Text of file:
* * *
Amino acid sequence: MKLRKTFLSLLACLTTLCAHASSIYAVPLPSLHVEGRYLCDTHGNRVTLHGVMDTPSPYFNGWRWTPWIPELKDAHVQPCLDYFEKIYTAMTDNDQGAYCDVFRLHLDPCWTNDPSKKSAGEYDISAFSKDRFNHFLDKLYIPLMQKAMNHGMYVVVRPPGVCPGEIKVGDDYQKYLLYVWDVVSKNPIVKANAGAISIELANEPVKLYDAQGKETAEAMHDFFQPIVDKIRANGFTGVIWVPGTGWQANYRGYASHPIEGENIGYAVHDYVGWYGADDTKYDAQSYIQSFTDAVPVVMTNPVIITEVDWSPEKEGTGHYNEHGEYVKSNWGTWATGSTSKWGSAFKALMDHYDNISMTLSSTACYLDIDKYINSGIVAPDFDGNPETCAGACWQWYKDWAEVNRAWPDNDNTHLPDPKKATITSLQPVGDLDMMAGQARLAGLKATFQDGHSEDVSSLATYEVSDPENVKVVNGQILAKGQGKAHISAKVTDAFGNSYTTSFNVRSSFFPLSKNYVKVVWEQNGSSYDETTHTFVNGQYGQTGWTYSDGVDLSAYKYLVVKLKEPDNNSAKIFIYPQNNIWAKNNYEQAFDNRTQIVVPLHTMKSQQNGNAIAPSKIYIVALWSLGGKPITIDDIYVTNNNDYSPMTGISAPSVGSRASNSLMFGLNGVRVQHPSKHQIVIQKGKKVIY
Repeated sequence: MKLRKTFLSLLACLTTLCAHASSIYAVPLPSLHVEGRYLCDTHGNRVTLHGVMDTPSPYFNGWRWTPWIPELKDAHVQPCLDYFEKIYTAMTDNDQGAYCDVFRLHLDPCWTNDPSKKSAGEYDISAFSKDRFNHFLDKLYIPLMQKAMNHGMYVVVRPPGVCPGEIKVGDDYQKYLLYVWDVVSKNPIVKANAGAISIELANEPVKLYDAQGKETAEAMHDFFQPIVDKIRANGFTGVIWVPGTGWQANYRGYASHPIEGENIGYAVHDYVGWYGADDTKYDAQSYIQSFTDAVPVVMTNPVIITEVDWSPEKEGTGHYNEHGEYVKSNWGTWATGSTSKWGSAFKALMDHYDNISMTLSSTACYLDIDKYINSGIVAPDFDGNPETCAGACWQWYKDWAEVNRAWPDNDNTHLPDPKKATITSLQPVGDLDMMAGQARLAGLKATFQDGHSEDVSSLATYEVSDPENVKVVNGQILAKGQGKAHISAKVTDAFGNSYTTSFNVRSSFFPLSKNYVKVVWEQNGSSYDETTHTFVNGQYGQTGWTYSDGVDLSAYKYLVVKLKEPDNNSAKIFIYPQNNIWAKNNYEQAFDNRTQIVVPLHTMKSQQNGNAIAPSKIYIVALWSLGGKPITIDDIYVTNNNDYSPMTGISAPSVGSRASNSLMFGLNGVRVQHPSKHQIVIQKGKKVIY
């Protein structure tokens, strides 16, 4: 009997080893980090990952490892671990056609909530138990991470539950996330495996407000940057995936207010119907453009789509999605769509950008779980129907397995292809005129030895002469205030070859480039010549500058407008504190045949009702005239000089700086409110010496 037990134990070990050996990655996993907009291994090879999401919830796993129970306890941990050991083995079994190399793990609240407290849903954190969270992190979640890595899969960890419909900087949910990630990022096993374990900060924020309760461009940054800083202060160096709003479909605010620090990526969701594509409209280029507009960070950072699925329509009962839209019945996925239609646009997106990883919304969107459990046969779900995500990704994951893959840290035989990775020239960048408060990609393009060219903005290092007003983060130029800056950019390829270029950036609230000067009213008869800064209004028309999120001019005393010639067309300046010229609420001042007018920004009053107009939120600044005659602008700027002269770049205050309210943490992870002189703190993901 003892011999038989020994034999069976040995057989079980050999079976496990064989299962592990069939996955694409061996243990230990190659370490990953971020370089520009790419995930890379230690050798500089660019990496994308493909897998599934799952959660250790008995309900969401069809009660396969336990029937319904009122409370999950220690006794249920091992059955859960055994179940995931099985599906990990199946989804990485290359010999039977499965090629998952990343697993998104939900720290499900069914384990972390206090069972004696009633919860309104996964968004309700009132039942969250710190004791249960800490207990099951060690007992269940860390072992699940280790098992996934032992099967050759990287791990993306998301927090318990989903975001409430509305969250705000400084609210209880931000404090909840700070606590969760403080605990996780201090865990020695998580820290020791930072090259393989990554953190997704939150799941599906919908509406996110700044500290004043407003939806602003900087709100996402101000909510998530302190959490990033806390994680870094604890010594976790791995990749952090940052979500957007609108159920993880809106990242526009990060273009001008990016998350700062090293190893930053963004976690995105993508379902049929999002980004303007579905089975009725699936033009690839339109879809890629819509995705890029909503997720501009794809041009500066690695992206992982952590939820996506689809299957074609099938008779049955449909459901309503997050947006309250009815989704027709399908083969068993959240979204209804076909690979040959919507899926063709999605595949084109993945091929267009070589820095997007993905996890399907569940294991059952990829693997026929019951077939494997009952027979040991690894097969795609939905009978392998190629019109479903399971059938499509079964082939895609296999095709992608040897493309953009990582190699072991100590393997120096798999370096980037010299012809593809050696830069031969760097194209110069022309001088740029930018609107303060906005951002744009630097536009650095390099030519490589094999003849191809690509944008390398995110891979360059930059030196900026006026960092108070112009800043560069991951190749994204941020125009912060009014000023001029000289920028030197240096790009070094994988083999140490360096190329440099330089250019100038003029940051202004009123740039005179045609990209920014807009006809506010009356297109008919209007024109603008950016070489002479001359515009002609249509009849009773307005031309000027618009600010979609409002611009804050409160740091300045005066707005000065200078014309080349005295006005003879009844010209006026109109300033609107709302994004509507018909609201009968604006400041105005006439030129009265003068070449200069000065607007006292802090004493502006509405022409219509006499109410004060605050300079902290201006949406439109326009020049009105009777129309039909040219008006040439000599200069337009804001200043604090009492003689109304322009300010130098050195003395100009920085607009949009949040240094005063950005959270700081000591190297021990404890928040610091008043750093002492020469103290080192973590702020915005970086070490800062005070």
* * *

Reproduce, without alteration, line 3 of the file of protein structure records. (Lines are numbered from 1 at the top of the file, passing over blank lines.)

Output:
């Protein structure tokens, strides 16, 4: 009997080893980090990952490892671990056609909530138990991470539950996330495996407000940057995936207010119907453009789509999605769509950008779980129907397995292809005129030895002469205030070859480039010549500058407008504190045949009702005239000089700086409110010496 037990134990070990050996990655996993907009291994090879999401919830796993129970306890941990050991083995079994190399793990609240407290849903954190969270992190979640890595899969960890419909900087949910990630990022096993374990900060924020309760461009940054800083202060160096709003479909605010620090990526969701594509409209280029507009960070950072699925329509009962839209019945996925239609646009997106990883919304969107459990046969779900995500990704994951893959840290035989990775020239960048408060990609393009060219903005290092007003983060130029800056950019390829270029950036609230000067009213008869800064209004028309999120001019005393010639067309300046010229609420001042007018920004009053107009939120600044005659602008700027002269770049205050309210943490992870002189703190993901 003892011999038989020994034999069976040995057989079980050999079976496990064989299962592990069939996955694409061996243990230990190659370490990953971020370089520009790419995930890379230690050798500089660019990496994308493909897998599934799952959660250790008995309900969401069809009660396969336990029937319904009122409370999950220690006794249920091992059955859960055994179940995931099985599906990990199946989804990485290359010999039977499965090629998952990343697993998104939900720290499900069914384990972390206090069972004696009633919860309104996964968004309700009132039942969250710190004791249960800490207990099951060690007992269940860390072992699940280790098992996934032992099967050759990287791990993306998301927090318990989903975001409430509305969250705000400084609210209880931000404090909840700070606590969760403080605990996780201090865990020695998580820290020791930072090259393989990554953190997704939150799941599906919908509406996110700044500290004043407003939806602003900087709100996402101000909510998530302190959490990033806390994680870094604890010594976790791995990749952090940052979500957007609108159920993880809106990242526009990060273009001008990016998350700062090293190893930053963004976690995105993508379902049929999002980004303007579905089975009725699936033009690839339109879809890629819509995705890029909503997720501009794809041009500066690695992206992982952590939820996506689809299957074609099938008779049955449909459901309503997050947006309250009815989704027709399908083969068993959240979204209804076909690979040959919507899926063709999605595949084109993945091929267009070589820095997007993905996890399907569940294991059952990829693997026929019951077939494997009952027979040991690894097969795609939905009978392998190629019109479903399971059938499509079964082939895609296999095709992608040897493309953009990582190699072991100590393997120096798999370096980037010299012809593809050696830069031969760097194209110069022309001088740029930018609107303060906005951002744009630097536009650095390099030519490589094999003849191809690509944008390398995110891979360059930059030196900026006026960092108070112009800043560069991951190749994204941020125009912060009014000023001029000289920028030197240096790009070094994988083999140490360096190329440099330089250019100038003029940051202004009123740039005179045609990209920014807009006809506010009356297109008919209007024109603008950016070489002479001359515009002609249509009849009773307005031309000027618009600010979609409002611009804050409160740091300045005066707005000065200078014309080349005295006005003879009844010209006026109109300033609107709302994004509507018909609201009968604006400041105005006439030129009265003068070449200069000065607007006292802090004493502006509405022409219509006499109410004060605050300079902290201006949406439109326009020049009105009777129309039909040219008006040439000599200069337009804001200043604090009492003689109304322009300010130098050195003395100009920085607009949009949040240094005063950005959270700081000591190297021990404890928040610091008043750093002492020469103290080192973590702020915005970086070490800062005070």